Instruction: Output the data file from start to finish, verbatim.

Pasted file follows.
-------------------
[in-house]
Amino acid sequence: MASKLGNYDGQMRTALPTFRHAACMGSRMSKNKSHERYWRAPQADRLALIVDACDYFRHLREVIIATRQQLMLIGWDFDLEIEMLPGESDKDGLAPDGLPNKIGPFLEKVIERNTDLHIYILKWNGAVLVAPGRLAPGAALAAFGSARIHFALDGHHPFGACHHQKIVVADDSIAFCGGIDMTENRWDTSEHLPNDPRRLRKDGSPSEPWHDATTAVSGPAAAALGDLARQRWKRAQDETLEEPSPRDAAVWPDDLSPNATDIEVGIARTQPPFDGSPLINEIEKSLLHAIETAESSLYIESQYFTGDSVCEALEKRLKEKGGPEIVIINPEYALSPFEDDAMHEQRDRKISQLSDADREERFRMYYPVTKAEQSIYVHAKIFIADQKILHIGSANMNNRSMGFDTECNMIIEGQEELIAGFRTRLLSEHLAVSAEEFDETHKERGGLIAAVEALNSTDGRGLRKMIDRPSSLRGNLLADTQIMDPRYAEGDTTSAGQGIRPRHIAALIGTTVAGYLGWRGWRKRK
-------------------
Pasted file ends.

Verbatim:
[in-house]
Amino acid sequence: MASKLGNYDGQMRTALPTFRHAACMGSRMSKNKSHERYWRAPQADRLALIVDACDYFRHLREVIIATRQQLMLIGWDFDLEIEMLPGESDKDGLAPDGLPNKIGPFLEKVIERNTDLHIYILKWNGAVLVAPGRLAPGAALAAFGSARIHFALDGHHPFGACHHQKIVVADDSIAFCGGIDMTENRWDTSEHLPNDPRRLRKDGSPSEPWHDATTAVSGPAAAALGDLARQRWKRAQDETLEEPSPRDAAVWPDDLSPNATDIEVGIARTQPPFDGSPLINEIEKSLLHAIETAESSLYIESQYFTGDSVCEALEKRLKEKGGPEIVIINPEYALSPFEDDAMHEQRDRKISQLSDADREERFRMYYPVTKAEQSIYVHAKIFIADQKILHIGSANMNNRSMGFDTECNMIIEGQEELIAGFRTRLLSEHLAVSAEEFDETHKERGGLIAAVEALNSTDGRGLRKMIDRPSSLRGNLLADTQIMDPRYAEGDTTSAGQGIRPRHIAALIGTTVAGYLGWRGWRKRK